In July of this year,Â Republicans blocked a bill to require an unprecedented level of public disclosure of who pays for political campaign advertising.
On a Senate vote of 57-41, Democrats fell short of the needed 60 to clear a procedural hurdle Republicans set up against The Disclose Act, likely killing the measure for the year.
This bill was again blocked last month by the Republicans.
The legislation was offered in response to a Supreme Court decision in January that overturned a decades-old ban on companies using their general funds to run campaign ads supporting or opposing candidates for federal offices.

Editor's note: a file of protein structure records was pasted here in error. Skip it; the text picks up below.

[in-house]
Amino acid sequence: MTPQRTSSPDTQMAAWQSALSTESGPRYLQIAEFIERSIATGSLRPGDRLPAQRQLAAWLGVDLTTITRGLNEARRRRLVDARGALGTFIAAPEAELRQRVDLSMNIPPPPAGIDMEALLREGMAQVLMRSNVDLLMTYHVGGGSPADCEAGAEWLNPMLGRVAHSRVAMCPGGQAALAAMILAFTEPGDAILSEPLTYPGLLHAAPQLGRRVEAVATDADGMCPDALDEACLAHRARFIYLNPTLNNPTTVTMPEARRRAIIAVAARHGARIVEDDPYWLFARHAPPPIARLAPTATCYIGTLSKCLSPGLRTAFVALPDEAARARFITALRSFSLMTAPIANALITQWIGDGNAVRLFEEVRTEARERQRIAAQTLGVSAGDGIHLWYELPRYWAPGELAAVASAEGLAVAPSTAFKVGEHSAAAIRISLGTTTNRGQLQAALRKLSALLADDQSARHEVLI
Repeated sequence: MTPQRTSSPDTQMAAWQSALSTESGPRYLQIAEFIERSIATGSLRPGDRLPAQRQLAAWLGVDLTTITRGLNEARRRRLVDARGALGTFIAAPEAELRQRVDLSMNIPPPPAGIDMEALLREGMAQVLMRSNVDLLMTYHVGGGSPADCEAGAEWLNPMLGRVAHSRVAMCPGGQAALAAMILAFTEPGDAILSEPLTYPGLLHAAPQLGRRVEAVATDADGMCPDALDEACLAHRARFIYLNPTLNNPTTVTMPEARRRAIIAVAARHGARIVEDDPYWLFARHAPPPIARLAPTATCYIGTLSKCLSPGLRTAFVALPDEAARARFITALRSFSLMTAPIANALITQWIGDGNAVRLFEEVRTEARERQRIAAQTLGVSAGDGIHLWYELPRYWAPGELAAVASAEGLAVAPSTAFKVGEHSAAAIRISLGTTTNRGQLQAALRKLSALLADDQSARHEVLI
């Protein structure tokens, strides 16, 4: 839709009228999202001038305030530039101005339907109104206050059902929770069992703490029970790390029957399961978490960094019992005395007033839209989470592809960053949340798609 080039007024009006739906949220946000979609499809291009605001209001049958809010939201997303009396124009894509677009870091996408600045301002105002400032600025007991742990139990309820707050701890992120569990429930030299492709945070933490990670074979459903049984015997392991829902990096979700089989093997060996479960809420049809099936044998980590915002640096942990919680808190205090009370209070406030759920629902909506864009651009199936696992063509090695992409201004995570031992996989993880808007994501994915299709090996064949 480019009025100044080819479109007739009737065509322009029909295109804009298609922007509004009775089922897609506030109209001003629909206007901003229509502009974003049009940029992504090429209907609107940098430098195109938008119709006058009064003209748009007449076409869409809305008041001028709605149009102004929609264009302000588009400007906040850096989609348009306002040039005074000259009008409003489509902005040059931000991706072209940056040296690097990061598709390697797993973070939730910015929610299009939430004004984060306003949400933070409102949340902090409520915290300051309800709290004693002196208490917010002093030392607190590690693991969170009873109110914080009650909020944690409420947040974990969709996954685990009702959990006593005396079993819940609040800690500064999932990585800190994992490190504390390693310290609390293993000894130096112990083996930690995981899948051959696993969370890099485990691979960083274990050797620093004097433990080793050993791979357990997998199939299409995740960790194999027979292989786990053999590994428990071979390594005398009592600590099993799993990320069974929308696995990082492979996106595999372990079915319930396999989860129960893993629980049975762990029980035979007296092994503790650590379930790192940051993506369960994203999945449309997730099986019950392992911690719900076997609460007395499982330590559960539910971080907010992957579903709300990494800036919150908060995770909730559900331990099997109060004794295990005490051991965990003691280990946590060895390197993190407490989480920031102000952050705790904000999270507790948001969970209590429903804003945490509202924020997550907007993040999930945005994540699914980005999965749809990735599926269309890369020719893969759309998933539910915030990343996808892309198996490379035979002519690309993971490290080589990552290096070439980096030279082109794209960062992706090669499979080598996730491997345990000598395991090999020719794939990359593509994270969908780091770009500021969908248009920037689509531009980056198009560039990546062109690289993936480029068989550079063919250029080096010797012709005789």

The Democratic-backed bill would require corporate as well as union and advocacy group leaders to disclose their names in campaign ads rather than allow so-called front groups to take responsibility for the political advertising.
Assistant Senate Democratic Leader Dick Durbin pointedly noted that many Republicans had earlier favored more disclosure.
But this year, Durbin said, "They're betting that most of these ads are going to be on behalf of their candidates and against Democrats. That's what it comes down to."
Durbin made that comment in July and he has been proven right. More contributions to Republicans have been made by corporations than to Democrats.
Republicans, the party of Corporate America.